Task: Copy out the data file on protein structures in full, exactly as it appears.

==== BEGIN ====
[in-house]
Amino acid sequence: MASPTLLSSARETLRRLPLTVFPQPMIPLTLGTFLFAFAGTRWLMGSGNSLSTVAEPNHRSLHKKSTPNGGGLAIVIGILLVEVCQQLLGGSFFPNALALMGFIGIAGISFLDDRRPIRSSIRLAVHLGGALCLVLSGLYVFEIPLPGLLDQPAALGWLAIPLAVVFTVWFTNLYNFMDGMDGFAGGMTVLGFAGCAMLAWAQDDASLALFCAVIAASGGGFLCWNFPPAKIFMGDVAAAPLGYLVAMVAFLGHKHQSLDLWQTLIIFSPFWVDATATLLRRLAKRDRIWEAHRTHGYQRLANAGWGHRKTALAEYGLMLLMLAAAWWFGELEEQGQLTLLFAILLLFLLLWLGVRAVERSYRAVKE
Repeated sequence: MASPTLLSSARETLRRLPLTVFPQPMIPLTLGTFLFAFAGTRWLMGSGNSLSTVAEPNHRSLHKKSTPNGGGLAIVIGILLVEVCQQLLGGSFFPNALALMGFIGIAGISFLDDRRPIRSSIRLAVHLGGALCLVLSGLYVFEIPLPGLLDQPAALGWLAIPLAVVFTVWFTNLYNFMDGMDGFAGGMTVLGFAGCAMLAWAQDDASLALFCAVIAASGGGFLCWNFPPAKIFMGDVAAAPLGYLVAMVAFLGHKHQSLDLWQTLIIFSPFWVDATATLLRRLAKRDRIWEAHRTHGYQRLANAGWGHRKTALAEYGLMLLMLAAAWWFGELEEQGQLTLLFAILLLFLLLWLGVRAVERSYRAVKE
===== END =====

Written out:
[in-house]
Amino acid sequence: MASPTLLSSARETLRRLPLTVFPQPMIPLTLGTFLFAFAGTRWLMGSGNSLSTVAEPNHRSLHKKSTPNGGGLAIVIGILLVEVCQQLLGGSFFPNALALMGFIGIAGISFLDDRRPIRSSIRLAVHLGGALCLVLSGLYVFEIPLPGLLDQPAALGWLAIPLAVVFTVWFTNLYNFMDGMDGFAGGMTVLGFAGCAMLAWAQDDASLALFCAVIAASGGGFLCWNFPPAKIFMGDVAAAPLGYLVAMVAFLGHKHQSLDLWQTLIIFSPFWVDATATLLRRLAKRDRIWEAHRTHGYQRLANAGWGHRKTALAEYGLMLLMLAAAWWFGELEEQGQLTLLFAILLLFLLLWLGVRAVERSYRAVKE
Repeated sequence: MASPTLLSSARETLRRLPLTVFPQPMIPLTLGTFLFAFAGTRWLMGSGNSLSTVAEPNHRSLHKKSTPNGGGLAIVIGILLVEVCQQLLGGSFFPNALALMGFIGIAGISFLDDRRPIRSSIRLAVHLGGALCLVLSGLYVFEIPLPGLLDQPAALGWLAIPLAVVFTVWFTNLYNFMDGMDGFAGGMTVLGFAGCAMLAWAQDDASLALFCAVIAASGGGFLCWNFPPAKIFMGDVAAAPLGYLVAMVAFLGHKHQSLDLWQTLIIFSPFWVDATATLLRRLAKRDRIWEAHRTHGYQRLANAGWGHRKTALAEYGLMLLMLAAAWWFGELEEQGQLTLLFAILLLFLLLWLGVRAVERSYRAVKE